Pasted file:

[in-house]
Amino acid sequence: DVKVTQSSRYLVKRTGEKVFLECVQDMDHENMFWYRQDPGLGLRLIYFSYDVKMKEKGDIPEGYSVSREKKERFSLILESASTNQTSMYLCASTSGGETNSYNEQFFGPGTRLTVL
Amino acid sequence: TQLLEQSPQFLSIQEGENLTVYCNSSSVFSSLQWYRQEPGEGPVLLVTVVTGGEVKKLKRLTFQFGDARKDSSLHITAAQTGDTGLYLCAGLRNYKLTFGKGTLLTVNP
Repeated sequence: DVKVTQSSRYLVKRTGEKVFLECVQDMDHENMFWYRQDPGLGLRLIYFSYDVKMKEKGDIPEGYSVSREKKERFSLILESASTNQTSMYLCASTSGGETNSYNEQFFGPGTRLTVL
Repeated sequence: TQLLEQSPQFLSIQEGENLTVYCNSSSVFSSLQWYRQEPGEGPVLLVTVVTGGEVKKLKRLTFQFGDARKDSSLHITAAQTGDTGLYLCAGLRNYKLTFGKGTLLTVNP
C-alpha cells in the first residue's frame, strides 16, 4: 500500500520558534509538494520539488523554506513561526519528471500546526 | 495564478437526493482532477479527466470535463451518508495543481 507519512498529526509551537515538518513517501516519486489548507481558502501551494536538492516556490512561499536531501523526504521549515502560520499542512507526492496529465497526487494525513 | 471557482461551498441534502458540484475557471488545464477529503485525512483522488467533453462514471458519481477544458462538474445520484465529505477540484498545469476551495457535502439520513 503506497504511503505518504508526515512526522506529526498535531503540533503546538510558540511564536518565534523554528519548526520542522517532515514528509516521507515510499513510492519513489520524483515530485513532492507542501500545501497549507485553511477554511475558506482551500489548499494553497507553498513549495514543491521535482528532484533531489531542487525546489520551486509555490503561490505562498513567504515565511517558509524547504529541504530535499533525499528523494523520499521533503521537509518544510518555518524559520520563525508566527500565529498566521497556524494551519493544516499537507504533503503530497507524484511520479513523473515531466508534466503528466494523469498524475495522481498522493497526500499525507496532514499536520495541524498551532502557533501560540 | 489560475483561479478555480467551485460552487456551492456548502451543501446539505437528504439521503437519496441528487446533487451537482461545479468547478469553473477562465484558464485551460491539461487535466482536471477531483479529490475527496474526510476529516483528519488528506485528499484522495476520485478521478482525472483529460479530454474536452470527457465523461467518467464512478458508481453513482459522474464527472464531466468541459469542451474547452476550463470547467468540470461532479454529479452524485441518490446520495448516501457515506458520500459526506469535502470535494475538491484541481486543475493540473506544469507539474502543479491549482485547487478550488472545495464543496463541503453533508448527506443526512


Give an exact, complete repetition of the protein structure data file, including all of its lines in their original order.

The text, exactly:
[in-house]
Amino acid sequence: DVKVTQSSRYLVKRTGEKVFLECVQDMDHENMFWYRQDPGLGLRLIYFSYDVKMKEKGDIPEGYSVSREKKERFSLILESASTNQTSMYLCASTSGGETNSYNEQFFGPGTRLTVL
Amino acid sequence: TQLLEQSPQFLSIQEGENLTVYCNSSSVFSSLQWYRQEPGEGPVLLVTVVTGGEVKKLKRLTFQFGDARKDSSLHITAAQTGDTGLYLCAGLRNYKLTFGKGTLLTVNP
Repeated sequence: DVKVTQSSRYLVKRTGEKVFLECVQDMDHENMFWYRQDPGLGLRLIYFSYDVKMKEKGDIPEGYSVSREKKERFSLILESASTNQTSMYLCASTSGGETNSYNEQFFGPGTRLTVL
Repeated sequence: TQLLEQSPQFLSIQEGENLTVYCNSSSVFSSLQWYRQEPGEGPVLLVTVVTGGEVKKLKRLTFQFGDARKDSSLHITAAQTGDTGLYLCAGLRNYKLTFGKGTLLTVNP
C-alpha cells in the first residue's frame, strides 16, 4: 500500500520558534509538494520539488523554506513561526519528471500546526 | 495564478437526493482532477479527466470535463451518508495543481 507519512498529526509551537515538518513517501516519486489548507481558502501551494536538492516556490512561499536531501523526504521549515502560520499542512507526492496529465497526487494525513 | 471557482461551498441534502458540484475557471488545464477529503485525512483522488467533453462514471458519481477544458462538474445520484465529505477540484498545469476551495457535502439520513 503506497504511503505518504508526515512526522506529526498535531503540533503546538510558540511564536518565534523554528519548526520542522517532515514528509516521507515510499513510492519513489520524483515530485513532492507542501500545501497549507485553511477554511475558506482551500489548499494553497507553498513549495514543491521535482528532484533531489531542487525546489520551486509555490503561490505562498513567504515565511517558509524547504529541504530535499533525499528523494523520499521533503521537509518544510518555518524559520520563525508566527500565529498566521497556524494551519493544516499537507504533503503530497507524484511520479513523473515531466508534466503528466494523469498524475495522481498522493497526500499525507496532514499536520495541524498551532502557533501560540 | 489560475483561479478555480467551485460552487456551492456548502451543501446539505437528504439521503437519496441528487446533487451537482461545479468547478469553473477562465484558464485551460491539461487535466482536471477531483479529490475527496474526510476529516483528519488528506485528499484522495476520485478521478482525472483529460479530454474536452470527457465523461467518467464512478458508481453513482459522474464527472464531466468541459469542451474547452476550463470547467468540470461532479454529479452524485441518490446520495448516501457515506458520500459526506469535502470535494475538491484541481486543475493540473506544469507539474502543479491549482485547487478550488472545495464543496463541503453533508448527506443526512